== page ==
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Thompson v. Shock

United States Court of Appeals, Eighth Circuit

March 28, 2017

Gary Thompson; Dalton Elliott; Gary Scott Manning; Alicia Hardy Plaintiffs - Appellants
Andy Shock, Individually and in his Official Capacity as Faulkner County Sheriff Defendant-Appellee

          Submitted: December 15, 2016

         Appeal from United States District Court for the Eastern District of Arkansas - Little Rock

          Before WOLLMAN and SMITH, [1] Circuit Judges, and WRIGHT, [2] District Judge.

          SMITH, Circuit Judge.

          Gary Thompson, a former transport deputy in Faulkner County, Arkansas, sued Sheriff Andy Shock, in his individual and official capacities, for unlawful employment termination under state and federal law. He brought his federal claim pursuant to 42 U.S.C. § 1983 for the deprivation of his First Amendment right of free association. The district court dismissed the federal claim, granting Sheriff Shock qualified immunity in his individual capacity and holding that Sheriff Shock in his official capacity was not a policymaker for purposes of Faulkner County's liability. The district court then declined supplemental jurisdiction over the remaining state-law claims. Thompson appeals, seeking reinstatement of his claims against Sheriff Shock. Upon review, we affirm the district court's dismissal of Thompson's claim against Sheriff Shock in his official capacity, but we vacate the finding of qualified immunity for Sheriff Shock in his individual capacity and remand that issue for analysis under a different line of precedent.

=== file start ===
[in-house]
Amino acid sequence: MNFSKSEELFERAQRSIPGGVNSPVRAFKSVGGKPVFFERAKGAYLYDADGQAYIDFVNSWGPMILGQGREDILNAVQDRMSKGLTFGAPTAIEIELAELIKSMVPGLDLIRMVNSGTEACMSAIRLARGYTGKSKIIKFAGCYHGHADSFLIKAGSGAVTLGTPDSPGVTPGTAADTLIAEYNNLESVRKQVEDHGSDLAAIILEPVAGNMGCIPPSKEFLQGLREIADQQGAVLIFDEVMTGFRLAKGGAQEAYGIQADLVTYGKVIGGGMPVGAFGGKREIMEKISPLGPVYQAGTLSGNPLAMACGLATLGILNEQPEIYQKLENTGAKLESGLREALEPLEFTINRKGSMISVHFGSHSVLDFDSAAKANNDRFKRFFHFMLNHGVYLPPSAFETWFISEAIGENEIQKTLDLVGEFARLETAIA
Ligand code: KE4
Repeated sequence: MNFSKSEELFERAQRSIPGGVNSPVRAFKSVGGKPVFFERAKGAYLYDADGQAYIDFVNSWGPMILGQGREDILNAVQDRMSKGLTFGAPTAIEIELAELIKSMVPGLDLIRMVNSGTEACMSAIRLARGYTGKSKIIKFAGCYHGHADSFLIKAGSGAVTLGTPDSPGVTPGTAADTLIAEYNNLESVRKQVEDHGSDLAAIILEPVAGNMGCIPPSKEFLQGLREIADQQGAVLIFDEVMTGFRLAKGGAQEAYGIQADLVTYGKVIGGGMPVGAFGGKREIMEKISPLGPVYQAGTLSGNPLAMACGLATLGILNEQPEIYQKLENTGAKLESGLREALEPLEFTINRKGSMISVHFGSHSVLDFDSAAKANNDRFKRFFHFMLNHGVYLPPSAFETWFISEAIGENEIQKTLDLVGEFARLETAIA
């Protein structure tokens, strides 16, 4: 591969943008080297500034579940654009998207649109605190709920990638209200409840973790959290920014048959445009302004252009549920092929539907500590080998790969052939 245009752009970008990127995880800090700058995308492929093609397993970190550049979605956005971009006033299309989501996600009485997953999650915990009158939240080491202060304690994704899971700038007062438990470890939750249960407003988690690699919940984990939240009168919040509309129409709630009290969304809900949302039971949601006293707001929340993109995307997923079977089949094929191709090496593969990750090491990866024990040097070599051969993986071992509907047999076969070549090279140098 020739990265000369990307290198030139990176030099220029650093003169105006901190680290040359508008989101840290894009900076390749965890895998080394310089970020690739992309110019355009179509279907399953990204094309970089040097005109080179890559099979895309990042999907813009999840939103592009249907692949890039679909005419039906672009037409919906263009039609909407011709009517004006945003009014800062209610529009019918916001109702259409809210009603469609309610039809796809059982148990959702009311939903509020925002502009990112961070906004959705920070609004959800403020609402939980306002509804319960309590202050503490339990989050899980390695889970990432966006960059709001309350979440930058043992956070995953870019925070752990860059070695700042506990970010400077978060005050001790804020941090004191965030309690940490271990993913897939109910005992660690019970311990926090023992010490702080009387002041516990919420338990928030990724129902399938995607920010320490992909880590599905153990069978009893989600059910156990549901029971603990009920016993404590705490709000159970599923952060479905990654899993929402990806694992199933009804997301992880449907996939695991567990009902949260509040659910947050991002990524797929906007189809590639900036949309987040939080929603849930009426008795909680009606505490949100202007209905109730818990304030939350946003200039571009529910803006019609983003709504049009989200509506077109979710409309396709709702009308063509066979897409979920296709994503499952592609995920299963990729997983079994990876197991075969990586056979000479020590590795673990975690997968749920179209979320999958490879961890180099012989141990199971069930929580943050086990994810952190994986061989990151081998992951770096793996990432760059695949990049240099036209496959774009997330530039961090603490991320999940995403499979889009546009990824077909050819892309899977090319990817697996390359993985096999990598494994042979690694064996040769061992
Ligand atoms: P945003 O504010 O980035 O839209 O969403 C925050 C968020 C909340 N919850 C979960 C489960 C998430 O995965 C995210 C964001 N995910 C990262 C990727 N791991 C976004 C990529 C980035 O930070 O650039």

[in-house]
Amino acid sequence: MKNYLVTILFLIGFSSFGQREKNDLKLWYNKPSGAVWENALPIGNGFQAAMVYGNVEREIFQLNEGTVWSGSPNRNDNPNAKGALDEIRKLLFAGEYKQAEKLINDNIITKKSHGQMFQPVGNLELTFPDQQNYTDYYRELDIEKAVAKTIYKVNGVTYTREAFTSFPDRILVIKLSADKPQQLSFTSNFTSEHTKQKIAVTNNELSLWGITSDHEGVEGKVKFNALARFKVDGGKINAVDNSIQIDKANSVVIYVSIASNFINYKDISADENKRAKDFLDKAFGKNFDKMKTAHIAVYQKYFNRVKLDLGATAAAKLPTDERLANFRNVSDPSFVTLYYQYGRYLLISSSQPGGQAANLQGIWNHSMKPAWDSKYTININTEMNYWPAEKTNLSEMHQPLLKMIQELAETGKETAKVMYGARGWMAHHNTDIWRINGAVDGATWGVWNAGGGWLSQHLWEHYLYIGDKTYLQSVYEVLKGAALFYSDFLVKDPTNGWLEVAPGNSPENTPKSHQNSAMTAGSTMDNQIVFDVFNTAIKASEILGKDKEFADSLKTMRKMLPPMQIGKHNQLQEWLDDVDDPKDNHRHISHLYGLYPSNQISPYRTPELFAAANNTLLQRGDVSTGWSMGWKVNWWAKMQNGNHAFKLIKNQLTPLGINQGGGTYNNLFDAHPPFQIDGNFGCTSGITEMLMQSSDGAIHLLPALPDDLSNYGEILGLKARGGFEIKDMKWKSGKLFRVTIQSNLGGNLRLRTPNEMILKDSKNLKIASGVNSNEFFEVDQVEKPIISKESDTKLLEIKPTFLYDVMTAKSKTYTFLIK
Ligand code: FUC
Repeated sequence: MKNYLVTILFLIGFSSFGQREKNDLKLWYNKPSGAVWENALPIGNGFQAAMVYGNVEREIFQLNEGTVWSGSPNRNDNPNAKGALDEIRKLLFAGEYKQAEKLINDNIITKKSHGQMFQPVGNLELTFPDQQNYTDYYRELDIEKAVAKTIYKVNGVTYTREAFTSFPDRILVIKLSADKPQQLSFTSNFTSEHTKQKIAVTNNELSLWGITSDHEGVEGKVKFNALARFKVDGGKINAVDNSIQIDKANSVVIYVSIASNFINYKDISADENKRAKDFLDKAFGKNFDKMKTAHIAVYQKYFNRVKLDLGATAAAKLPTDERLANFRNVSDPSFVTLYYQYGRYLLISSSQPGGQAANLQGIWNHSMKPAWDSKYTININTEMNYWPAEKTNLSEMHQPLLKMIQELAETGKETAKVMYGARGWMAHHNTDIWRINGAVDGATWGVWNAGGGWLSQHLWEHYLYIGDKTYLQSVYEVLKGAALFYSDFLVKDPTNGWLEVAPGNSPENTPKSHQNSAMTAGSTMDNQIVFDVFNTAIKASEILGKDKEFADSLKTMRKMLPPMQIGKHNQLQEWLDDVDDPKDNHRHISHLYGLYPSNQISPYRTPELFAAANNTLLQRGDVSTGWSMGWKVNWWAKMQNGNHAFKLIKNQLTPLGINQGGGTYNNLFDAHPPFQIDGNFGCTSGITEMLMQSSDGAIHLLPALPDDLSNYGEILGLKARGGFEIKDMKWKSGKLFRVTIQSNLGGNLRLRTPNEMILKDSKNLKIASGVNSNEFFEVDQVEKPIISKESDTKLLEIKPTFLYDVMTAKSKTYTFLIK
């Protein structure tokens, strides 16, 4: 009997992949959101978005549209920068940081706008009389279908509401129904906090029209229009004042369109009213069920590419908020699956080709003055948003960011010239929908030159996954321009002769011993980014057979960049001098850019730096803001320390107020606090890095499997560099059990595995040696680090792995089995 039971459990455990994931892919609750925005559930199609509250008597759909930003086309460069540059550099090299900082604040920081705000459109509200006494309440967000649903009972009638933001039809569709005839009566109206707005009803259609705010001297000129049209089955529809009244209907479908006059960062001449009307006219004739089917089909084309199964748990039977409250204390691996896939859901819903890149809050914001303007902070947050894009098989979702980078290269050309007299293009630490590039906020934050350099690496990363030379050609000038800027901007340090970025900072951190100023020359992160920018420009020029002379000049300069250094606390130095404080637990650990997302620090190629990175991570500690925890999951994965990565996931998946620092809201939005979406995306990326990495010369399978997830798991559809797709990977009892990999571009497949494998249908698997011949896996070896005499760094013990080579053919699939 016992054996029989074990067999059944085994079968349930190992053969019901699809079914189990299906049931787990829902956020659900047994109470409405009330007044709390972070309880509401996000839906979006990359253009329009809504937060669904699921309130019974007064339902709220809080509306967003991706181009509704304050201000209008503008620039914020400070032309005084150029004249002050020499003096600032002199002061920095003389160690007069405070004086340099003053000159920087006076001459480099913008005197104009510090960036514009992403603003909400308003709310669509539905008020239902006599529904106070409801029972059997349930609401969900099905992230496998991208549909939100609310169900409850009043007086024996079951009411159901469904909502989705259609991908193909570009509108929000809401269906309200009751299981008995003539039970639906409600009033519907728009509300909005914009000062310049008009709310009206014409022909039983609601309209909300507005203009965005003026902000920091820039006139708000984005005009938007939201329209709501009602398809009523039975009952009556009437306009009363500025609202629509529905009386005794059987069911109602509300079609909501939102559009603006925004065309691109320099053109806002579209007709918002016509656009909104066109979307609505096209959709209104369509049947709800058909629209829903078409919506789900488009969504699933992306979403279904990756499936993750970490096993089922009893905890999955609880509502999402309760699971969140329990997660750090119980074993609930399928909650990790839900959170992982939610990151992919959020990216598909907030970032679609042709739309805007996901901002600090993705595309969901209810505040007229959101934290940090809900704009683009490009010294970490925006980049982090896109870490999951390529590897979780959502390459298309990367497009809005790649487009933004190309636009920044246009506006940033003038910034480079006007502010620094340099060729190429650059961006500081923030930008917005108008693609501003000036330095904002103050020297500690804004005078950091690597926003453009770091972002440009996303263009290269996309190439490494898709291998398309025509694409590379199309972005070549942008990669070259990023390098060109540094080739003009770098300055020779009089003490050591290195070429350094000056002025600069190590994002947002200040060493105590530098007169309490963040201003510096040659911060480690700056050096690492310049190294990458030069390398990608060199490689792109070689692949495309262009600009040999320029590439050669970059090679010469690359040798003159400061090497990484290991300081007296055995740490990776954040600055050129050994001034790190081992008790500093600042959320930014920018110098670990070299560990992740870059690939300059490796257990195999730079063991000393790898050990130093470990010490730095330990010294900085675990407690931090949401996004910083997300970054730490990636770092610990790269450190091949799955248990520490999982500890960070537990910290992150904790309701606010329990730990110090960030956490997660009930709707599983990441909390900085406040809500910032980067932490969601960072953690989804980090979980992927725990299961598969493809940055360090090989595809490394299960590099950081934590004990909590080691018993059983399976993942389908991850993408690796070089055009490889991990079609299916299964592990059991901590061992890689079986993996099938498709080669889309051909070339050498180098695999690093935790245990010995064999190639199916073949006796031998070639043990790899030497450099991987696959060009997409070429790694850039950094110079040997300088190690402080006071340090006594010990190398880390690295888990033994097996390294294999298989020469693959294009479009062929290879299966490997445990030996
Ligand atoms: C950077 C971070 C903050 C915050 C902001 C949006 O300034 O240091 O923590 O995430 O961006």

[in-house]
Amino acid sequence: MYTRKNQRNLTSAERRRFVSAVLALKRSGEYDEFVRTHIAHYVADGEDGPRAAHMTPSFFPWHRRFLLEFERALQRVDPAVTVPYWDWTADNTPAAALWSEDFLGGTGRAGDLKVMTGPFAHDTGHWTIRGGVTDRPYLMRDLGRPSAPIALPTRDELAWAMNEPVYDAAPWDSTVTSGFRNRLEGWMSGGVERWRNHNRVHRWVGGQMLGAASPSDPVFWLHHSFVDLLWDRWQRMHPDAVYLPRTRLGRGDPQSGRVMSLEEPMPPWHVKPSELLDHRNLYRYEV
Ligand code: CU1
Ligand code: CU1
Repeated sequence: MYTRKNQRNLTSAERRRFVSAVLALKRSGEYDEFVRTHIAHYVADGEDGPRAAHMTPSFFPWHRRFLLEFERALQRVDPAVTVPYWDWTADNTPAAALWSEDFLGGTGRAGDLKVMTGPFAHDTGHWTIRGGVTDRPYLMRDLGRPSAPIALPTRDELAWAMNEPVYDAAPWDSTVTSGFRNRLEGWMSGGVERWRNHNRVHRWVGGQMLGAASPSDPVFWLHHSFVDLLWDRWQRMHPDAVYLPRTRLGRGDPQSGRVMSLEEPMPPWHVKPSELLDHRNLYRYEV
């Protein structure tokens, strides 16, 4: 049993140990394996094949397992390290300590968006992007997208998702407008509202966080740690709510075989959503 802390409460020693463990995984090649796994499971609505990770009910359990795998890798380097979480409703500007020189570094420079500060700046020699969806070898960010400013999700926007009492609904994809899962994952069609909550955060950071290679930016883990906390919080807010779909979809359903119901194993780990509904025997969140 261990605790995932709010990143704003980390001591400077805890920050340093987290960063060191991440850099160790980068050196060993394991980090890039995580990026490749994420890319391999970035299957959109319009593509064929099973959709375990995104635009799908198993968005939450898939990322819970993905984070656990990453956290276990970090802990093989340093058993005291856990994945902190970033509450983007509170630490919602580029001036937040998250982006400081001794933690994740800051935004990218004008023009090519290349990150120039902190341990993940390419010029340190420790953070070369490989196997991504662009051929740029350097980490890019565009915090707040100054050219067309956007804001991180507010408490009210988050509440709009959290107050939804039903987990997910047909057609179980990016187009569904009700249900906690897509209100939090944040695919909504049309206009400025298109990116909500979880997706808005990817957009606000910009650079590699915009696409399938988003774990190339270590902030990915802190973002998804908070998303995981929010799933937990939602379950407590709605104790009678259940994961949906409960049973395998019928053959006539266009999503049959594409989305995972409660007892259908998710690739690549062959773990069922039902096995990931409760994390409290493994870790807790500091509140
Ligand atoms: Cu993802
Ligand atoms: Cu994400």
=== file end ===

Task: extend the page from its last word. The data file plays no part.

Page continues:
I. Background

         In 2012, while employed as a deputy in the Faulkner County Sheriff's Office, Andy Shock ran for Sheriff. One of Shock's coworkers in the office, Gary Thompson, did not support his candidacy. Thompson publicly endorsed Shock's main rival, Tommy Earnhart. While off-duty, Thompson campaigned for Earnhart by attending fundraisers, placing campaign signs in his yard, and wearing a campaign T-shirt. This campaigning did not interfere with Thompson's work activities, nor does the record reflect that Thompson made any public statements regarding the Sheriff's Office or other issues of public concern. After Shock discovered that Thompson supported his rival, the two met privately; Thompson assured Shock that he supported Earnhart as a personal friend and that he would be willing to work for Shock if he won the election. Thompson alleges that Shock told others that, as Sheriff, Shock would terminate current office employees that did not support his candidacy.